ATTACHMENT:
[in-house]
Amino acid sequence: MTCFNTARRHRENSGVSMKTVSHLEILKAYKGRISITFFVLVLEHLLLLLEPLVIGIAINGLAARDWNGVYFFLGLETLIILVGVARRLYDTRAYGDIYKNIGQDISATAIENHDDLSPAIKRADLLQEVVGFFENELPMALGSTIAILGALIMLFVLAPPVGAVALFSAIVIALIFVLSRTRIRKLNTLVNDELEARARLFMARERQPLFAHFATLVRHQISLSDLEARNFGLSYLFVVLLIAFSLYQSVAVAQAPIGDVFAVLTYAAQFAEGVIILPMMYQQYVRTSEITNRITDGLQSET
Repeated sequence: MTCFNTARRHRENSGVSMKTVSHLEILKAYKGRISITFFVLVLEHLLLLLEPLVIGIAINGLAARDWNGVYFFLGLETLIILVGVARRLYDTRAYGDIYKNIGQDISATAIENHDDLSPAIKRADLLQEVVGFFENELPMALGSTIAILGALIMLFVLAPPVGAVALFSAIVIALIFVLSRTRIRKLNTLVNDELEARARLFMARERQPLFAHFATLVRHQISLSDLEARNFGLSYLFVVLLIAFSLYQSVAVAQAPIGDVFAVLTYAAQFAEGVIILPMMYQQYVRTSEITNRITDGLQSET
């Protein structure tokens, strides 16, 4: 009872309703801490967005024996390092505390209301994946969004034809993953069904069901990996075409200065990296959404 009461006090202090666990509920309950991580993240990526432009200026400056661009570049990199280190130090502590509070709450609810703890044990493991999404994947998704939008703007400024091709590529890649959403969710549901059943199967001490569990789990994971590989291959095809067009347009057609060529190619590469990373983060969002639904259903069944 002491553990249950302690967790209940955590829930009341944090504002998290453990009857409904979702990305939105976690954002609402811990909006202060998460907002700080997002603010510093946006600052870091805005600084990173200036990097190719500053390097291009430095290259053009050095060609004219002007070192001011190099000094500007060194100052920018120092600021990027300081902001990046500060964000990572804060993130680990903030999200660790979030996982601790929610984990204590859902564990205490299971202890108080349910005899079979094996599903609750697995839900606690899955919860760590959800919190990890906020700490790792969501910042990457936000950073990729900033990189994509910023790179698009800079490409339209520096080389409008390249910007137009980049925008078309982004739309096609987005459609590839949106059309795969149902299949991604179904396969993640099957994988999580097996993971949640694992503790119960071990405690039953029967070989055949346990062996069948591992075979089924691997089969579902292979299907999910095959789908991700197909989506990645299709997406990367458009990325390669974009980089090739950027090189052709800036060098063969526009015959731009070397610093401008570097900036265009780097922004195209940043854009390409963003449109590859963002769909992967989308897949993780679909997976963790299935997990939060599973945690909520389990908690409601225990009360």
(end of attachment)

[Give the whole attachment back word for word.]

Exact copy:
[in-house]
Amino acid sequence: MTCFNTARRHRENSGVSMKTVSHLEILKAYKGRISITFFVLVLEHLLLLLEPLVIGIAINGLAARDWNGVYFFLGLETLIILVGVARRLYDTRAYGDIYKNIGQDISATAIENHDDLSPAIKRADLLQEVVGFFENELPMALGSTIAILGALIMLFVLAPPVGAVALFSAIVIALIFVLSRTRIRKLNTLVNDELEARARLFMARERQPLFAHFATLVRHQISLSDLEARNFGLSYLFVVLLIAFSLYQSVAVAQAPIGDVFAVLTYAAQFAEGVIILPMMYQQYVRTSEITNRITDGLQSET
Repeated sequence: MTCFNTARRHRENSGVSMKTVSHLEILKAYKGRISITFFVLVLEHLLLLLEPLVIGIAINGLAARDWNGVYFFLGLETLIILVGVARRLYDTRAYGDIYKNIGQDISATAIENHDDLSPAIKRADLLQEVVGFFENELPMALGSTIAILGALIMLFVLAPPVGAVALFSAIVIALIFVLSRTRIRKLNTLVNDELEARARLFMARERQPLFAHFATLVRHQISLSDLEARNFGLSYLFVVLLIAFSLYQSVAVAQAPIGDVFAVLTYAAQFAEGVIILPMMYQQYVRTSEITNRITDGLQSET
């Protein structure tokens, strides 16, 4: 009872309703801490967005024996390092505390209301994946969004034809993953069904069901990996075409200065990296959404 009461006090202090666990509920309950991580993240990526432009200026400056661009570049990199280190130090502590509070709450609810703890044990493991999404994947998704939008703007400024091709590529890649959403969710549901059943199967001490569990789990994971590989291959095809067009347009057609060529190619590469990373983060969002639904259903069944 002491553990249950302690967790209940955590829930009341944090504002998290453990009857409904979702990305939105976690954002609402811990909006202060998460907002700080997002603010510093946006600052870091805005600084990173200036990097190719500053390097291009430095290259053009050095060609004219002007070192001011190099000094500007060194100052920018120092600021990027300081902001990046500060964000990572804060993130680990903030999200660790979030996982601790929610984990204590859902564990205490299971202890108080349910005899079979094996599903609750697995839900606690899955919860760590959800919190990890906020700490790792969501910042990457936000950073990729900033990189994509910023790179698009800079490409339209520096080389409008390249910007137009980049925008078309982004739309096609987005459609590839949106059309795969149902299949991604179904396969993640099957994988999580097996993971949640694992503790119960071990405690039953029967070989055949346990062996069948591992075979089924691997089969579902292979299907999910095959789908991700197909989506990645299709997406990367458009990325390669974009980089090739950027090189052709800036060098063969526009015959731009070397610093401008570097900036265009780097922004195209940043854009390409963003449109590859963002769909992967989308897949993780679909997976963790299935997990939060599973945690909520389990908690409601225990009360």